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Japanese Prime Minister Yoshihiko Noda, right, is escorted by Chinese Premier Wen Jiabao inspect a guard of honor during a welcoming ceremony at Great Hall of the People in Beijing, China, Sunday, Dec. 25, 2011. Noda arrived in Beijing on Sunday for talks focused on North Korea and promoting stability in the closed country after the death of Kim Jong Il.Andy WongAP

Nearly 40 years after China and Japan officially pronounced their relationship "normal," it seems anything but. An old grudge over disputed islands has produced foolish rhetoric from Tokyo, anti-Japan riots in Chinese cities, and even an attack on the Japanese ambassador's car. Yet the bad blood doesn't change the potential for closer Sino-Japanese ties.

Both have reason to get along. Japan is short of workers, despite a recent rise in unemployment, while China's labour market is still in surplus. Japan has a superior education system and high-tech abilities, China a huge population of budding consumers.

Financially, Japan has one of perhaps three government bond markets deep enough for China to invest sizeable chunks of its $3.2 trillion of foreign currency reserves.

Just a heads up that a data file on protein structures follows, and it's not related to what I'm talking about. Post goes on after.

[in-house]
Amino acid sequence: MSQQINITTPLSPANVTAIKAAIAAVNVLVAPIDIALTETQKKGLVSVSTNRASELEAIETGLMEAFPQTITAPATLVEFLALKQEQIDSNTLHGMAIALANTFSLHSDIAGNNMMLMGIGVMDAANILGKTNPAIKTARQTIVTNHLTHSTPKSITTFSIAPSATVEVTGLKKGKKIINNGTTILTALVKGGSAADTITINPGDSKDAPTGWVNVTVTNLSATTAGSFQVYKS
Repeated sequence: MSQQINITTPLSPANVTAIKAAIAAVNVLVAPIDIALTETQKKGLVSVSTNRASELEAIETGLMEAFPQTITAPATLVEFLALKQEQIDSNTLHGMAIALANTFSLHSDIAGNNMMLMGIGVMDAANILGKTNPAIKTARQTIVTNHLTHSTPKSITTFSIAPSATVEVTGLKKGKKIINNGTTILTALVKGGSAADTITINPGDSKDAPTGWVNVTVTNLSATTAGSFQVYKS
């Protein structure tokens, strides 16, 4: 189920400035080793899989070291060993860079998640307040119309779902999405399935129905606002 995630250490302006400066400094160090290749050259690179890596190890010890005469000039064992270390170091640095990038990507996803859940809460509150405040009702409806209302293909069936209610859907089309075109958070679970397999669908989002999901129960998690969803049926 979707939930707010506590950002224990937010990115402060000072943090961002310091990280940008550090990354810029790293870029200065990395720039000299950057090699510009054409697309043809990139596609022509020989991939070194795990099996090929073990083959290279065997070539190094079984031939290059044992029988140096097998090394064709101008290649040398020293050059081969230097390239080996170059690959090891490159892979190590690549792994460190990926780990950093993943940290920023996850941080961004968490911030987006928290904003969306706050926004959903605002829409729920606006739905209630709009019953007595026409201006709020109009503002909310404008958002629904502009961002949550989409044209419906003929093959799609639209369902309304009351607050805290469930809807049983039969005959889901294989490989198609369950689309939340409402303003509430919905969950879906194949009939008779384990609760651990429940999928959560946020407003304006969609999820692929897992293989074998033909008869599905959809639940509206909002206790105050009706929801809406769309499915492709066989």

Flare-ups tend to stem either from Japan's treatment of China during the Second World War or from their mutual claim to sovereignty over the Senkaku-Diaoyu islands. Currently it's the latter that dominates. After a group of Hong Kong protesters landed on the remote rocks, Japan's prime minister unhelpfully affirmed them an integral part of Japan.

Economically, however, the story is one of harmony. China's share of Japanese exports has increased from 3.5 per cent in 1990 to 19 per cent in 2012 so far. Japanese technology is powering China's high-speed rail boom, and the automation of its production lines. Apart from tariffs on onions and mushrooms in 2001, and a recent filing over "rare earth" metals, Japan hasn't brought trade cases against China directly. Tokyo even kept quiet about China's suppression of the yuan, as the yen climbed.

Cooler heads should prevail. After Chinese cities staged anti-Japan riots in 2005, bilateral trade in U.S. dollar terms grew 12 per cent, and the number of Japanese tourists in China increased too. Despite suspicions that China sometimes encourages citizens to let off steam through anti-foreign displays, riot police broke up Guangdong's protests with alarming vigour.

While Japan and China together account for a fifth of the world's output, only 9 per cent of Japan's outbound investment stock is in China, and 11 per cent of its annual flow. The two may never be friends, but put history aside and they can be great partners.

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